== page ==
Interview: Chad Stokes of Dispatch


Recently, I was lucky enough to chat with Chad Stokes Urmston of legendary indie-rock outfit Dispatch, who are preparing to launch their upcoming summer tour with a night at The Ryman on May 29th. Check out what Chad had to say about Nashville, NASA, and Dispatch’s new album Circles Around the Sun.

Nashville is the first stop on your summer tour, and if I’m not mistaken, this is the first time you guys have played the Ryman. When was the last time you guys played Nashville, and what are your thoughts on the city serving as the launch base for the new tour?

Yeah, we’re really psyched to be kickin’ it off at the Ryman! Last time we played Nashville….well, we were practicing there before some shows last summer. I don’t really remember the last time we played there properly. A long time ago, 100 point something was the first radio station to play one of our songs…

Lightning 100?

Yeah, we went up and talked to the people there and they were playing our song. That was way early in our history, and we haven’t had many songs on the radio since! But it’s funny to think that was the first one there. The first of maybe, you know, three or four songs over the course of 15 years.

They’re great. You guys said that you spent some time practicing here last summer, but have you guys spent a lot of time in the city outside of touring or practicing?

We have a cousin who lives there, and he used to take us out. Where we did we go? It was called “Have a Nice Day Cafe” or something — this is was like in the 90’s and the floor lit up like a 70’s disco ballroom. Maybe it hasn’t been around for years but that was my first introduction to Nashville — going out and dancing. I danced with this one girl the whole night, and at the end of the night she just left. That was it! It was like this magical thing, you know? That was my first Nashville experience. It was really fun. Brad’s cousin Russel who took us out was a dispatcher in a lumber yard just outside of town, and that’s where we got the name “Dispatch.”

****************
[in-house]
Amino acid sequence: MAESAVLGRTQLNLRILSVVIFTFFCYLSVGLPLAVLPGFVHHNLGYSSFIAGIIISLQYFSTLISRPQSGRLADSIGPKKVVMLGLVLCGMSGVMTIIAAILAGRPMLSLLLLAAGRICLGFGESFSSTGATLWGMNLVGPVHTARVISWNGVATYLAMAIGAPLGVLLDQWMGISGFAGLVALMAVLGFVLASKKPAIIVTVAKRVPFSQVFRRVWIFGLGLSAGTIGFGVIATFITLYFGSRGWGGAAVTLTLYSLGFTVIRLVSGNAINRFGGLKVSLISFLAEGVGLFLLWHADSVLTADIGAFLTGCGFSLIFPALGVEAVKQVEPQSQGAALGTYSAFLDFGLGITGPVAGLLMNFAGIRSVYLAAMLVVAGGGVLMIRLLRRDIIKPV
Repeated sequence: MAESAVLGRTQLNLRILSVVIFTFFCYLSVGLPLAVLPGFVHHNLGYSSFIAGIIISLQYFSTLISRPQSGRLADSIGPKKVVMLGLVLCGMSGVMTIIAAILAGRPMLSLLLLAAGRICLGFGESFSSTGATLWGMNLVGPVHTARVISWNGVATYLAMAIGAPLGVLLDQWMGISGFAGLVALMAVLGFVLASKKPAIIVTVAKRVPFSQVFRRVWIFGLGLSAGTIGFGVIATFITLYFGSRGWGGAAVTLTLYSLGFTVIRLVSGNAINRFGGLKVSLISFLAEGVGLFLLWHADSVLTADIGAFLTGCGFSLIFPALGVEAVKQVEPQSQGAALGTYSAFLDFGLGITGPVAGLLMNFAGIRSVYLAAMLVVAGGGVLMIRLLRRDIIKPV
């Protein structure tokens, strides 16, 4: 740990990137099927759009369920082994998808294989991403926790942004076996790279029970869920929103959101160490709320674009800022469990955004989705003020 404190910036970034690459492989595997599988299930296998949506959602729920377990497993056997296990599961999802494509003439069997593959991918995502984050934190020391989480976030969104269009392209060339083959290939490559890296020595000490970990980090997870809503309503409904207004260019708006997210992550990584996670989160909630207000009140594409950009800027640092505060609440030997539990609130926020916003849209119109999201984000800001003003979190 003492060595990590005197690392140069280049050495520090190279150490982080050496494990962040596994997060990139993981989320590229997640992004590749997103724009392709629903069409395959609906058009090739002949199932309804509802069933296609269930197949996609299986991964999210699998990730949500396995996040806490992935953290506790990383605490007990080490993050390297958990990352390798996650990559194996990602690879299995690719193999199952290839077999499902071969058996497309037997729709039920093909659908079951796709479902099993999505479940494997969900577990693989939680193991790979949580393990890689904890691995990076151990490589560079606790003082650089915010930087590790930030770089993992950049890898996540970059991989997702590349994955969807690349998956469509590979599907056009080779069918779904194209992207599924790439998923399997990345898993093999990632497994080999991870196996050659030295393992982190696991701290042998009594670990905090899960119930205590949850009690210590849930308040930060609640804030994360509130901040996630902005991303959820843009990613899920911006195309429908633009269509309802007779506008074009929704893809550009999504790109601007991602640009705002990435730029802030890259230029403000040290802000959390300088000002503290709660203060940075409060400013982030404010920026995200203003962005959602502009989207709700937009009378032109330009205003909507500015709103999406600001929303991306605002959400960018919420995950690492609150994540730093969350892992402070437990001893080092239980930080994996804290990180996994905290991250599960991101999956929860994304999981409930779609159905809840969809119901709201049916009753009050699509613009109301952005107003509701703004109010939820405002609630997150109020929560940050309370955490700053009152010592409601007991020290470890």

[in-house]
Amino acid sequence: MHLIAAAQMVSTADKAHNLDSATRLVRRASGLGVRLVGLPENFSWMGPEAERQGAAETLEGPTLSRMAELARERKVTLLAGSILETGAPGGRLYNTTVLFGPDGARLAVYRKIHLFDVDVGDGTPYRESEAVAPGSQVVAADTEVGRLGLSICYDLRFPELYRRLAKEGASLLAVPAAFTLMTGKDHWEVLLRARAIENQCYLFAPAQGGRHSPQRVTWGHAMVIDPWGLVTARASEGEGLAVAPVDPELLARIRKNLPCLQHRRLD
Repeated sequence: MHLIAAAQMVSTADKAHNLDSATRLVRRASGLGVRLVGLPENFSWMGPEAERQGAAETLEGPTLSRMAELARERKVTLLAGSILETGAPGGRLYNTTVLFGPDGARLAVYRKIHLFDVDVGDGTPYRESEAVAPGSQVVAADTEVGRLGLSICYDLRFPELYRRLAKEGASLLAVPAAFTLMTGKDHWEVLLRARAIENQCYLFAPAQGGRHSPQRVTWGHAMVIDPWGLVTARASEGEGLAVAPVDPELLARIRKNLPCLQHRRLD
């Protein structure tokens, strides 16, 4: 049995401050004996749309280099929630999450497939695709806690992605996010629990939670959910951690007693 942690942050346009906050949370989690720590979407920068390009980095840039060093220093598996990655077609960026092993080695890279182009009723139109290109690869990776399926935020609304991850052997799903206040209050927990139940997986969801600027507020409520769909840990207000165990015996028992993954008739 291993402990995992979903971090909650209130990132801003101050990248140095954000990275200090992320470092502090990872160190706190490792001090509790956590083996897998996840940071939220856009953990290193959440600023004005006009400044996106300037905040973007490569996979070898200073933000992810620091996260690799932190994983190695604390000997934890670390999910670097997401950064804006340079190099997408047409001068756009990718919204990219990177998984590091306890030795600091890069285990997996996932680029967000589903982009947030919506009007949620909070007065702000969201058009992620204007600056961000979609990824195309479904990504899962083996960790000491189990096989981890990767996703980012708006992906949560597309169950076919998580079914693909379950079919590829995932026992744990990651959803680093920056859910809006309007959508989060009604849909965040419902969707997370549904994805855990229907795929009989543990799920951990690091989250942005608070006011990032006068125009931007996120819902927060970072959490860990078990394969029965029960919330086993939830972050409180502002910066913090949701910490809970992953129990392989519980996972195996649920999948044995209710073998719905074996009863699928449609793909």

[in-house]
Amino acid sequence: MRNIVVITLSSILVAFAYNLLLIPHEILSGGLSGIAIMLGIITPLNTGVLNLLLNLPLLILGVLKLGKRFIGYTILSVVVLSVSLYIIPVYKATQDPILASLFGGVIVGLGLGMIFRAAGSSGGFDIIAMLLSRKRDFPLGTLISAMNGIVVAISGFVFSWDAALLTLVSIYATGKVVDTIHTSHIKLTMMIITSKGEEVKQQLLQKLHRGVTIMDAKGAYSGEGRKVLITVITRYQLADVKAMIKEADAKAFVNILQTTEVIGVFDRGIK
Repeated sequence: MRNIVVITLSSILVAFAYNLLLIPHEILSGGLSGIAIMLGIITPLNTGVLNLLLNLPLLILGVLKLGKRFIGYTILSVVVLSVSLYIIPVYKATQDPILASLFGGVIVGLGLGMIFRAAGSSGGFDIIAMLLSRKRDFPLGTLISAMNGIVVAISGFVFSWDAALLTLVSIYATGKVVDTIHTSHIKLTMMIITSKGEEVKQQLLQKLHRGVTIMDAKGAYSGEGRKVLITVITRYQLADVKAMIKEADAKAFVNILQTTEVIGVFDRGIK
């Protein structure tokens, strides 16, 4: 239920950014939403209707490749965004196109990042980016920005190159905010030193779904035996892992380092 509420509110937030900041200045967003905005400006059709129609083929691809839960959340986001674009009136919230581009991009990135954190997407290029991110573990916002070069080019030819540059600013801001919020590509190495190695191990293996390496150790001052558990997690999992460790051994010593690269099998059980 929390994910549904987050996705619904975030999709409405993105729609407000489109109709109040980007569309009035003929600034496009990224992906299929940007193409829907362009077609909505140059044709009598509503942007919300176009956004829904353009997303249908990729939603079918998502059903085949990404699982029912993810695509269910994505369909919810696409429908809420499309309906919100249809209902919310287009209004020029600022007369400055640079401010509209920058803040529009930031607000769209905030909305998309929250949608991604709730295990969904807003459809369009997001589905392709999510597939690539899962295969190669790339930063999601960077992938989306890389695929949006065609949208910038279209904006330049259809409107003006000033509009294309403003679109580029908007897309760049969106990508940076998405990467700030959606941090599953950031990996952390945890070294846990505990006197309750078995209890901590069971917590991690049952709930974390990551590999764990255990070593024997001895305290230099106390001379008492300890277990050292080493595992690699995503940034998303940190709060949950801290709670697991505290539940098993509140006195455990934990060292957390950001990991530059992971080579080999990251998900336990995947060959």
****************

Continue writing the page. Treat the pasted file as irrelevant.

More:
Really? I’ve never heard that.


Cool. I’d like to shift gears for a moment and talk about your social activism. Let me start by asking: I read a review recently that referred to you as a “slightly scrappier Bono.” How do you feel about that comparison?

[laughs] Oh geez. I mean, I’ll take it. You know, it was hard to watch Bono sit in the same room with George Bush and not tackle him, but I think Bono has done amazing things and of course U2 is an amazing, way huge band, so that’s a nice comparison. I think Bono does amazing work so I have mostly great things to say about him, and in his defense he’s always…[sigh] a little less angry than I am I guess! You know, back when all the shit was going down in the Bush years.

You are well known as an outspoken critic of social injustice in your band State Radio, and you have worked extensively to promote improved living conditions and human rights around the world – especially in Zimbabwe.  Is your social activism ever a source of tension in Dispatch?

It is, sometimes. The cool thing about State Radio is that we’re really all on the same page with that stuff. To really — you know, play a show — but also stand on the front lines of the protest. In Dispatch it’s not as cohesive in terms of how people feel about social issues — or even marrying politics and music. Dispatch has been focusing on education. In Dispatch it’s always hard to find something that the three of us really agree on — that’s one reason we really work as a band, too — because we all bring different influences and different angles to things. So we focus on education, which is something we all feel strongly about in terms of this country not being where it should be, because it’s not very controversial. We’d all like better education — it’s pretty palatable. We still have that angle with Dispatch. We try to use the stage as responsibly as we can while still keeping the three of us in a good head space in terms of respecting eachother’s limitations, if you can call them that, as far as how overtly to make the message part of the music.

My next question is actually about your guys’ organization Amplifying Education. Would you mind going into detail about the ways in which Amplifying Education plans to help support Nashville schools on this stop on the tour?

Yeah. We’ve been collecting books wherever we go, we’ve been doing service projects in schools in Indian reservations or schools in the city that cater to teen moms, we’ve been encouraging people to tutor and we’ve have had a couple of forums where we’ve sat down with education experts in that city and talked — essentially about what could happen and about the charter vs. public education debate. We also have these “alternative break” tours that we started with State Radio and are now doing with Dispatch through our organization Calling All Crows — that’s the organization behind Amplifying Education, too — where we’ll have people come along on tour with us to carry out these service projects and set up little villages in each venue where people can get more information or collect books. It’s kind of like a little roadshow…